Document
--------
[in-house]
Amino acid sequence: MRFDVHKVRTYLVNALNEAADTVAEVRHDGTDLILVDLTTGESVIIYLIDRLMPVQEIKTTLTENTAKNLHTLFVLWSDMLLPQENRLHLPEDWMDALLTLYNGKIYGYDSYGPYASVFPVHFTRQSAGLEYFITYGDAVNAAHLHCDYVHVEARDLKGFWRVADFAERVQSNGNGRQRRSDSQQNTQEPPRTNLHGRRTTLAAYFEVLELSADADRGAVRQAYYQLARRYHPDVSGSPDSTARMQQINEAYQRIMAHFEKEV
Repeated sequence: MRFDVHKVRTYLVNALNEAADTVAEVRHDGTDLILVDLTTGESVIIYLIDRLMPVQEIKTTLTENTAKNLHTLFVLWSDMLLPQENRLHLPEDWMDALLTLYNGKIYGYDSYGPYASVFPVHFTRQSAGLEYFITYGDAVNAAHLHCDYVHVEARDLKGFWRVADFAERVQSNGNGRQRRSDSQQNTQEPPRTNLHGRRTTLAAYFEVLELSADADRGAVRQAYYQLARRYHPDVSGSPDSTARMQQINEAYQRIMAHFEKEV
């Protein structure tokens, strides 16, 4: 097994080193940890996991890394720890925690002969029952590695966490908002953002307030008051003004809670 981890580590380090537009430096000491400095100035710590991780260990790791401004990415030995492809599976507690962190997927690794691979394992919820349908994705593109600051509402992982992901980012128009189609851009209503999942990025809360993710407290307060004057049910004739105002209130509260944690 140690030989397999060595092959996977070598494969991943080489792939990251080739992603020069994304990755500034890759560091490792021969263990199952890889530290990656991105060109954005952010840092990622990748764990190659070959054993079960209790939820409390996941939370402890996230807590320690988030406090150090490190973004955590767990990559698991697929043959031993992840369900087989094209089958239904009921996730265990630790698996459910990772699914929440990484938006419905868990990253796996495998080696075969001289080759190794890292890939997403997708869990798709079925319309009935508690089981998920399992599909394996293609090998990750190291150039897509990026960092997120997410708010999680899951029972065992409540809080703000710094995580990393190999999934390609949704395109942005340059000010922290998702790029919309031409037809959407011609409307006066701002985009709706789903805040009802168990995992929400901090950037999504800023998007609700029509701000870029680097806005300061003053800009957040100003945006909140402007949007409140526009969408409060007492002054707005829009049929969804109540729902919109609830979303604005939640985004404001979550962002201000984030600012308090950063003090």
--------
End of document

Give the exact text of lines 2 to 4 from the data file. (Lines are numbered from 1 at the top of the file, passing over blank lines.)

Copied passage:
Amino acid sequence: MRFDVHKVRTYLVNALNEAADTVAEVRHDGTDLILVDLTTGESVIIYLIDRLMPVQEIKTTLTENTAKNLHTLFVLWSDMLLPQENRLHLPEDWMDALLTLYNGKIYGYDSYGPYASVFPVHFTRQSAGLEYFITYGDAVNAAHLHCDYVHVEARDLKGFWRVADFAERVQSNGNGRQRRSDSQQNTQEPPRTNLHGRRTTLAAYFEVLELSADADRGAVRQAYYQLARRYHPDVSGSPDSTARMQQINEAYQRIMAHFEKEV
Repeated sequence: MRFDVHKVRTYLVNALNEAADTVAEVRHDGTDLILVDLTTGESVIIYLIDRLMPVQEIKTTLTENTAKNLHTLFVLWSDMLLPQENRLHLPEDWMDALLTLYNGKIYGYDSYGPYASVFPVHFTRQSAGLEYFITYGDAVNAAHLHCDYVHVEARDLKGFWRVADFAERVQSNGNGRQRRSDSQQNTQEPPRTNLHGRRTTLAAYFEVLELSADADRGAVRQAYYQLARRYHPDVSGSPDSTARMQQINEAYQRIMAHFEKEV
């Protein structure tokens, strides 16, 4: 097994080193940890996991890394720890925690002969029952590695966490908002953002307030008051003004809670 981890580590380090537009430096000491400095100035710590991780260990790791401004990415030995492809599976507690962190997927690794691979394992919820349908994705593109600051509402992982992901980012128009189609851009209503999942990025809360993710407290307060004057049910004739105002209130509260944690 140690030989397999060595092959996977070598494969991943080489792939990251080739992603020069994304990755500034890759560091490792021969263990199952890889530290990656991105060109954005952010840092990622990748764990190659070959054993079960209790939820409390996941939370402890996230807590320690988030406090150090490190973004955590767990990559698991697929043959031993992840369900087989094209089958239904009921996730265990630790698996459910990772699914929440990484938006419905868990990253796996495998080696075969001289080759190794890292890939997403997708869990798709079925319309009935508690089981998920399992599909394996293609090998990750190291150039897509990026960092997120997410708010999680899951029972065992409540809080703000710094995580990393190999999934390609949704395109942005340059000010922290998702790029919309031409037809959407011609409307006066701002985009709706789903805040009802168990995992929400901090950037999504800023998007609700029509701000870029680097806005300061003053800009957040100003945006909140402007949007409140526009969408409060007492002054707005829009049929969804109540729902919109609830979303604005939640985004404001979550962002201000984030600012308090950063003090």